Recently my husband has become a fan of the book The Life Changing Magic of Tidying Up by Marie Kondo and there’s this whole mantra of only keeping things that “spark joy.” I have not read the book myself but have heard enough about it to know that stockpiling goes against everything this book teaches, but when asked “Does your stash spark joy?” my answer is a resounding yes, which is why I insisted on bringing it with us when we moved 2 states away (but to be fair I got rid of about half of it).
So along these lines when I find the sheer volume of the stash is getting a little out of control, then I donate it away and try to only keep the items I know we use. For example, I have a ridiculous amount of makeup. Do I wear makeup? Rarely. I’ve frequently given it away, donated it, used it as party favors, etc. And in this way it has not taken over our lives.
Now here is one personal technique of mine that I will share with you regarding the types of items I choose to coupon. When you watch those shows on tv you notice that a lot of the food they are buying cheap are a lot of frozen pizza, soda, processed foods, etc. Not to say that all of the foods you can coupon are really bad for you, but it is pretty unlikely that you will find coupons for fresh produce or high quality meat, for example. My husband and I prefer not to buy a lot a processed foods and instead go for the fresh, high quality items, and let’s face it, those items are not always cheap. It is for this reason that I usually do not use coupons for food items.
Instead I focus on saving on toiletries and other household items that do not expire or have very long shelf lives that we use on a daily basis. It is a lot of these items that can be some of the most expensive anyway. Diapers and razors for instance.
Now, I do not have children as of yet, but I know enough to know that the cost of diapers can suck the life out of you, and you need them constantly while your child is not potty trained. And I also know that if you can stock-up on diapers at even half the cost, it can be a life saver. And razors, well those suckers can be $10 a pop and the refill cartridges are even more expensive. It has served me and others well to buy them at $2 or cheaper. Forget cartridges. Unless they’re a super good deal, then they’re not worth it. Anyway, my point being, I focus on saving on non-perishable household items so that we can use that extra savings toward the high quality types of food we prefer to feed ourselves.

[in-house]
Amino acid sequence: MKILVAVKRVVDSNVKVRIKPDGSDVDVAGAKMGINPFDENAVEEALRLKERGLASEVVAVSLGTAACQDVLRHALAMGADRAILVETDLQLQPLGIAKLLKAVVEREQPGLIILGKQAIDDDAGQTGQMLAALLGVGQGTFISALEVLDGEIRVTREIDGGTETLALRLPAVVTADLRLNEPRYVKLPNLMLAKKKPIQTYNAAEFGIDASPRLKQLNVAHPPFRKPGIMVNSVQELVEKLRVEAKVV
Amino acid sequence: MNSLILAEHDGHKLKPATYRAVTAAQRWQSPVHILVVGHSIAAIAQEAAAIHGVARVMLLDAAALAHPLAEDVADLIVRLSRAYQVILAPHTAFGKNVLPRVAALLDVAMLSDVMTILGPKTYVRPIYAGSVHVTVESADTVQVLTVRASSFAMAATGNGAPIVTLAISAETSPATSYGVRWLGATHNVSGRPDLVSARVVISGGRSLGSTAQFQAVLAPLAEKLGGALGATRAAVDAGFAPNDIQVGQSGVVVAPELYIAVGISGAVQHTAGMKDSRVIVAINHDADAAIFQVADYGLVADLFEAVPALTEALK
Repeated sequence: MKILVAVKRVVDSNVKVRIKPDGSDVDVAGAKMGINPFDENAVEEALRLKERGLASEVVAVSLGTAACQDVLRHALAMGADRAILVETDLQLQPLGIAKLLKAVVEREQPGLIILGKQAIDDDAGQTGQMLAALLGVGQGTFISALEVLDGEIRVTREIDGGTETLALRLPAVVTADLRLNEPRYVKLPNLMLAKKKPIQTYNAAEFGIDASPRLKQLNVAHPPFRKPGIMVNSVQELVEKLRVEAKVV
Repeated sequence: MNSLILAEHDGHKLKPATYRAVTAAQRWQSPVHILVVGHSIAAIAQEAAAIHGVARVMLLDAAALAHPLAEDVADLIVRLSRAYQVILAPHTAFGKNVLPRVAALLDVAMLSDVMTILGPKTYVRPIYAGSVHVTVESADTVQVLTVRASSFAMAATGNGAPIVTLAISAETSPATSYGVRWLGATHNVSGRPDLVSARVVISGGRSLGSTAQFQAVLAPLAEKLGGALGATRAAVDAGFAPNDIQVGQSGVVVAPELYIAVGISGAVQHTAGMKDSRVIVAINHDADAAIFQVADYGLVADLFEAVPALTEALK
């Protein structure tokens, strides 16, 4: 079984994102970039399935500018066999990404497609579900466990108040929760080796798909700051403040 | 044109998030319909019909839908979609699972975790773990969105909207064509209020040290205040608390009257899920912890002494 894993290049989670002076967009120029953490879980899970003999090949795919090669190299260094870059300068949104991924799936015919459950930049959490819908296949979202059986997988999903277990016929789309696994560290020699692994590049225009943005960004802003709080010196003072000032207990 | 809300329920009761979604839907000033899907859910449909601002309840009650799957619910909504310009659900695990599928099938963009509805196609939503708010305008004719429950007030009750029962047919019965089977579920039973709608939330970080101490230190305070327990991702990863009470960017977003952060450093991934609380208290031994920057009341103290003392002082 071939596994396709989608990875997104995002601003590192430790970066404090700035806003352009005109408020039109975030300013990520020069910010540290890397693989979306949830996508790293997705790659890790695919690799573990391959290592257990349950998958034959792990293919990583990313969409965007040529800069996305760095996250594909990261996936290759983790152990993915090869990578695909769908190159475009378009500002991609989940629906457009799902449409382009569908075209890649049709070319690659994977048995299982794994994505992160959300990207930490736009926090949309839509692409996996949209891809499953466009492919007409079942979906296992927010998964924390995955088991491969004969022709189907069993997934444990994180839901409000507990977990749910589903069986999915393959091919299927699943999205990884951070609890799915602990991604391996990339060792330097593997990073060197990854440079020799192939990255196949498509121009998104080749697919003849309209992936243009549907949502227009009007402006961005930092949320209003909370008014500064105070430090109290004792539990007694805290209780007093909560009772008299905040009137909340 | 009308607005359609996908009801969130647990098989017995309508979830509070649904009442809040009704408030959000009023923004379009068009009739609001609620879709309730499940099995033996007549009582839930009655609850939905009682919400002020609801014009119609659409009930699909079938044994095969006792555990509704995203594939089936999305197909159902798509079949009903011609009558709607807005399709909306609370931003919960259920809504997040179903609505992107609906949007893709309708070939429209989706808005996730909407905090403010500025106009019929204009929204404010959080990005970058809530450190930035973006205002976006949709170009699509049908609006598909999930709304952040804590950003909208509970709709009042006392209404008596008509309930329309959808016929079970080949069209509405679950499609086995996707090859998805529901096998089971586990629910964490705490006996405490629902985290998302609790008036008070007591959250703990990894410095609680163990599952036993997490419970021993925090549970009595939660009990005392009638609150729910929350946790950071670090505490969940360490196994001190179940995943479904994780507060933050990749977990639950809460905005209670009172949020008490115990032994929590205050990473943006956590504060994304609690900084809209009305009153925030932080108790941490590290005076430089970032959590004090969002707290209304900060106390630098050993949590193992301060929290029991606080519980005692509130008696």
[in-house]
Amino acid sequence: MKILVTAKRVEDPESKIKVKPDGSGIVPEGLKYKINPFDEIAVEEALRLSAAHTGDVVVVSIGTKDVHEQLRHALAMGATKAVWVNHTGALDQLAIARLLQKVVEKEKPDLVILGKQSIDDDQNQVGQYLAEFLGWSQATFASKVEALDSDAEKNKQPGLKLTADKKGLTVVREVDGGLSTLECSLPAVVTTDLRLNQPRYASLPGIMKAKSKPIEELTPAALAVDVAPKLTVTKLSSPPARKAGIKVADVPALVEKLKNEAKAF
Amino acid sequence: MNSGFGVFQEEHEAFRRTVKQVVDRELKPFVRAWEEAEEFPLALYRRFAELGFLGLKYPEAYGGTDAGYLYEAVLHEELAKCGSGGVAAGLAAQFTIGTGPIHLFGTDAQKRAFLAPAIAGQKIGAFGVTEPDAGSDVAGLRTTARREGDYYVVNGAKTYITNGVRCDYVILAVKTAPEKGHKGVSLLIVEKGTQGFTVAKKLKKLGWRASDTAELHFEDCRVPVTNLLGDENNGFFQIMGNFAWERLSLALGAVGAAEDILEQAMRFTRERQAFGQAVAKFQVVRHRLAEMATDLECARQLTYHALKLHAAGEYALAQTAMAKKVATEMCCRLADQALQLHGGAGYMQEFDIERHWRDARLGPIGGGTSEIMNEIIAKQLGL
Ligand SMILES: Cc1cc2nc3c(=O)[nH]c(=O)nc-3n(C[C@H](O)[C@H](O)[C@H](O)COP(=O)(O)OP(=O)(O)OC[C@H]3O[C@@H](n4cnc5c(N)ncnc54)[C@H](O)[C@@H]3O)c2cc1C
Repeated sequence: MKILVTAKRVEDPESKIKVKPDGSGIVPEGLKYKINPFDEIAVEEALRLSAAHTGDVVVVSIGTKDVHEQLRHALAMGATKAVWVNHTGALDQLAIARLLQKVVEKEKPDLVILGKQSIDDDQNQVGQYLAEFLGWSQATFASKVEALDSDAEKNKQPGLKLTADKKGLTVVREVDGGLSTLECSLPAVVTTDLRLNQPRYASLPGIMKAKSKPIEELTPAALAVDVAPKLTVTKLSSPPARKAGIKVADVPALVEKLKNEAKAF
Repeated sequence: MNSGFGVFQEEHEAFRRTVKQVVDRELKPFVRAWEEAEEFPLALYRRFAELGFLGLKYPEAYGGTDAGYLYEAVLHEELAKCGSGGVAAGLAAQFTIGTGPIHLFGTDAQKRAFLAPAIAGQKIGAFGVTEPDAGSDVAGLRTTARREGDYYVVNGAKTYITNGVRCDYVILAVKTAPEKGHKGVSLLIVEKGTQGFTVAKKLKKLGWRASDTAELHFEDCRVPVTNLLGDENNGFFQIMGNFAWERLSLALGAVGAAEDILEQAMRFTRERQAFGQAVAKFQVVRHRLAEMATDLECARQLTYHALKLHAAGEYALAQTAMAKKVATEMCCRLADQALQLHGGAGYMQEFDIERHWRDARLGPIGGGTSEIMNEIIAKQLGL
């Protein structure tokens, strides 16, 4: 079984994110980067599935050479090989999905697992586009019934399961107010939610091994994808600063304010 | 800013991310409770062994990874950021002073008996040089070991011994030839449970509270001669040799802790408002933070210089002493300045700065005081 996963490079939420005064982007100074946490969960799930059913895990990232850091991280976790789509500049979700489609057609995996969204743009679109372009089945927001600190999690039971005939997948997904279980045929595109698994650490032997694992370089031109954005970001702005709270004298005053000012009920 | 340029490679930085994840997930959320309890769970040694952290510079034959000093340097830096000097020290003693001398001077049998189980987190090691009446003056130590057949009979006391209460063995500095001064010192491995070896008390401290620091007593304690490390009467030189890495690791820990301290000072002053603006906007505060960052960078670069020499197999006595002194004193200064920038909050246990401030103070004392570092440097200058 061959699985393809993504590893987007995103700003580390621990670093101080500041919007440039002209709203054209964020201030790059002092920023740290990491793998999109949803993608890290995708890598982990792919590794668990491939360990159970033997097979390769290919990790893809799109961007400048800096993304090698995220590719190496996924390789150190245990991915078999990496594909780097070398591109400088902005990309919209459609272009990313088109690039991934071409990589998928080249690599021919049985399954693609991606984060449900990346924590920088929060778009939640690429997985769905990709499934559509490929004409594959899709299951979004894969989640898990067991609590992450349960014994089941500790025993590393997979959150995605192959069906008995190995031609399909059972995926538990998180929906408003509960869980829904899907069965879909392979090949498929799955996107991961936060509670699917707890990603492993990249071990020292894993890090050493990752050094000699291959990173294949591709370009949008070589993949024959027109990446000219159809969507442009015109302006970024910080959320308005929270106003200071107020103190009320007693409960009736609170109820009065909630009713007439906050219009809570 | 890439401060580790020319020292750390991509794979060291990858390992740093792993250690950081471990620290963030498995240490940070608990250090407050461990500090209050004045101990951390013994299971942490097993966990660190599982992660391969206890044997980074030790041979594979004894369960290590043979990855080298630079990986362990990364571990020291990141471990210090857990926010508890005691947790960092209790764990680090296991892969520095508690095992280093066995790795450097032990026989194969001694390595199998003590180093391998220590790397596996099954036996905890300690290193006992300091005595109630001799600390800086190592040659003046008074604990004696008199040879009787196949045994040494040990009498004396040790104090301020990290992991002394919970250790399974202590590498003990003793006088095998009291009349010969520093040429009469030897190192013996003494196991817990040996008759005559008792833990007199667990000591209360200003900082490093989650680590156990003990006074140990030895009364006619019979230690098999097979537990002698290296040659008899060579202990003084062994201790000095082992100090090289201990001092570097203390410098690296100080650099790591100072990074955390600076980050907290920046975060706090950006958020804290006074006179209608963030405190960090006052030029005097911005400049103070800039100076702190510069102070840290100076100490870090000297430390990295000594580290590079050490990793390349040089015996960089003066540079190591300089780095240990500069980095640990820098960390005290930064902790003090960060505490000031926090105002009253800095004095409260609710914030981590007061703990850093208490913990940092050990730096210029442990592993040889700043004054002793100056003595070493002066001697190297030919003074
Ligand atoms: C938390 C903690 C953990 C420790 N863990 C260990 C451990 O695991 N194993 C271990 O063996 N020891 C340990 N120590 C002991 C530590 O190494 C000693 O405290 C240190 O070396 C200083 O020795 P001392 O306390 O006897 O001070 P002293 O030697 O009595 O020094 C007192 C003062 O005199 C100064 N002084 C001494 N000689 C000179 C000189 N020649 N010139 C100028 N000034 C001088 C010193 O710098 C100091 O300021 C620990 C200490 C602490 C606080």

Now, I am not saying you have to use my techniques. If you want to go and coupon frozen pizza, then go right ahead, there is no judgement here. What I am saying is people coupon for different reasons. Mine happens to be so that we don’t have to feel badly about purchasing more expensive groceries (and because I love the thrill). Think about what yours is and determine the best way for making it happen. Whether it is couponing just baby items, just groceries, just toiletries, or anything and everything under the sun, just know that you don’t have to be like those people on tv.
You have a choice in how you coupon and in how big you coupon and these go towards your own personal couponing style to help “spark joy.”